Back in February, inspired by a conversation held by the Tribeca Film Festival, we published a Criticwire Survey on the subject of critics and Twitter. The participants in that conversation -- Deadspin's Will Leitch and Slate's Dana Stevens -- were generally against the practice of film critics using Twitter, particularly at festivals, so I asked our survey participants whether they tweet after screenings and why. Now that conversation (and, to a lesser extent, the survey) have inspired an interesting piece on The Awl by Jane Hu entitled "Spoilers, Screenerbrags and Squabbles: How Film Critics Use Twitter."
A lot of the article, which features new quotes from Stevens, Leitch, and The New Yorker's Richard Brody, covers much the same ground as our earlier ones. But there's one section of Hu's analysis that strikes me as very trenchant and worth repeating. It's the portion of the essay about Twitter as a place to share a first (but not final) opinion about a film. One of her examples comes from the Chicago Tribune's Michael Phillips, whose initial reaction to eventual Academy Award winner "The King's Speech" when he saw it for the first time at the 2010 Toronto Film Festival was:
"Waves of love greeted the gala Toronto screening of 'The King's Speech' (sterling perfs from Colin Firth and Geoffrey Rush). A treat."
When Phillips reviewed "The King's Speech" for the Tribune two months later, though, his opinion of the movie had seemingly cooled. As Hu notes:
"Whether due to distance or clarity, or both, Phillips had grown more measured and restrained in his response, even if still overall commendatory: 'Some aspects of the film feel routine, or facile, or too heavily underlined. Certain performers (Timothy Spall as Winston Churchill most glaringly) fly straight past character into caricature.' Was it the critical eye settling in, or the metaphorical fog that stays long after the literal one that accompanies us to our cars post-screening?"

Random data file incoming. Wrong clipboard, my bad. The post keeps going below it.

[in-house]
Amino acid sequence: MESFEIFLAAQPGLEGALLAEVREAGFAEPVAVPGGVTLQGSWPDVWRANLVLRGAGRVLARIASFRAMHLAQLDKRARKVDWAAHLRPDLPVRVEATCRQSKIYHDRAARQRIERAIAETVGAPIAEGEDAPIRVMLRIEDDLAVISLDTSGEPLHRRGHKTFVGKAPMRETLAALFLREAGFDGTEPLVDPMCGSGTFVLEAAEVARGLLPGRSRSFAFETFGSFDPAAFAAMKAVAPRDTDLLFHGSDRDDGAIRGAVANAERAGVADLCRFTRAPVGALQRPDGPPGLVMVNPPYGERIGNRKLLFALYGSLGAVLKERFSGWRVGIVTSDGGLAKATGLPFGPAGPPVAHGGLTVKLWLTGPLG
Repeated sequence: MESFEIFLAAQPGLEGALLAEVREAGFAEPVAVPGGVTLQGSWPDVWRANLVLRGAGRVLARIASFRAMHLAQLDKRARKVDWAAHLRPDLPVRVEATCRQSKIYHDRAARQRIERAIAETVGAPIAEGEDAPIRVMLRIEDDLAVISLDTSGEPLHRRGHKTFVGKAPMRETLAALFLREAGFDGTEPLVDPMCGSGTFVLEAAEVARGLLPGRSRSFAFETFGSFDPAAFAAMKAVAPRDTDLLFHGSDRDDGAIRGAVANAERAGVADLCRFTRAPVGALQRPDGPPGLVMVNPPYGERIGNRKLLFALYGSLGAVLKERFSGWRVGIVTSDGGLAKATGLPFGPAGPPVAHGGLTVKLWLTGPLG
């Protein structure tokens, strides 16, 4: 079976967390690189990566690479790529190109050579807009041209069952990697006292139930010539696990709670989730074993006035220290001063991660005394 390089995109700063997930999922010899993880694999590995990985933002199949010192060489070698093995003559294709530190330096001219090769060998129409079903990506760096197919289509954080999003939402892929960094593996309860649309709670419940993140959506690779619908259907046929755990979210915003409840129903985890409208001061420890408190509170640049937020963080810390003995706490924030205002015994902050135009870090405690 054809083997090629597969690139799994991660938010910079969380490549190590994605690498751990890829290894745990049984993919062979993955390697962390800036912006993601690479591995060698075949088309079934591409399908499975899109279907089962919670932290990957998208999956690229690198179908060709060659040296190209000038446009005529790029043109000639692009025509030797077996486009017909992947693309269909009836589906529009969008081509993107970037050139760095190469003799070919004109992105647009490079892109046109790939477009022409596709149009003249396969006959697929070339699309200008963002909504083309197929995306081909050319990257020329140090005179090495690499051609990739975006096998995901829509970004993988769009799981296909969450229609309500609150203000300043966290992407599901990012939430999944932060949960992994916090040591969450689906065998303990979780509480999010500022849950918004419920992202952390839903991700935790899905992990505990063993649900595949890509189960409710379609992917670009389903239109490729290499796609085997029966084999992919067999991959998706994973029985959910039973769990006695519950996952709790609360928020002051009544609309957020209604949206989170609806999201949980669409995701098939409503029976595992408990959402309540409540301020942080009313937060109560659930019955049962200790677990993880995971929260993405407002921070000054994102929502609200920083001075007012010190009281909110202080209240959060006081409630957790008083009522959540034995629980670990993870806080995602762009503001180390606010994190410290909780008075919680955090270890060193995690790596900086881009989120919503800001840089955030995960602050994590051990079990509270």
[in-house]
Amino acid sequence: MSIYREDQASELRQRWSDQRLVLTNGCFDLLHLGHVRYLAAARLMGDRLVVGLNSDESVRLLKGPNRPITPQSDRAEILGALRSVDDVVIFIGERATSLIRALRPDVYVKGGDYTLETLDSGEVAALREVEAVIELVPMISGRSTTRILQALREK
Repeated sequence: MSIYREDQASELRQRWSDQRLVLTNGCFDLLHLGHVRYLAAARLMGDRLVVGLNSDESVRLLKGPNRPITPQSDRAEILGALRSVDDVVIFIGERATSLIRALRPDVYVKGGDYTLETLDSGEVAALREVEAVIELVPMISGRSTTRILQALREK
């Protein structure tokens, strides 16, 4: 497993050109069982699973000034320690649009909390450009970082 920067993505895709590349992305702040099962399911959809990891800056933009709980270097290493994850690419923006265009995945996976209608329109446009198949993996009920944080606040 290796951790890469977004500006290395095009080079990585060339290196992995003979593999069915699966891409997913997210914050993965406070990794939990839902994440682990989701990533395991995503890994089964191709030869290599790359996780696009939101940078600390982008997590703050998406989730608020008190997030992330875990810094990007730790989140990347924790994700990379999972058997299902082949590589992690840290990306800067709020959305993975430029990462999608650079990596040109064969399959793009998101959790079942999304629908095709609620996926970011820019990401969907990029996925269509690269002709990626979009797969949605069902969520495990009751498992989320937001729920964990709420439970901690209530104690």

So often critics (and by critics I mean "me") use Twitter like the leaky faucet on their personal stream of consciousness, dripping out each tiny new idea as it comes into their heads. You tweet it and forget it -- once it drips out, it's down the drain and gone forever. Or so we think -- those tweets may be buried beneath piles of thousands and millions of others, but they still exist somewhere, preserved for eternity. As Hu's article proves, all it takes is for someone with the patience and wherewithal to find them.
That's not necessarily a bad thing, though. Tastes change, and it can actually be quite valuable to be able to chart the evolution of a critic's opinion. Sometimes a movie's pure filmmaking brio fills you with so much excitement that all you can see when you walk out of the theater are the strengths and not the weaknesses. Later, as the adrenaline rush fades, the same film that left you giddy with excitement might not hold up under close scrutiny. But those two opinions are not mutually exclusive. In fact, if a critic felt this way about something, I'd want to know it all -- the passionate enthusiasm and the drier academic interpretation.
I find it useful to think of Twitter like a scratch notebook; you have a half-baked idea, you scribble it out and see how it looks on paper and whether it gets your creative juices flowing. But that scratch notebook is open for everyone to read, and things you write in an instant last there forever.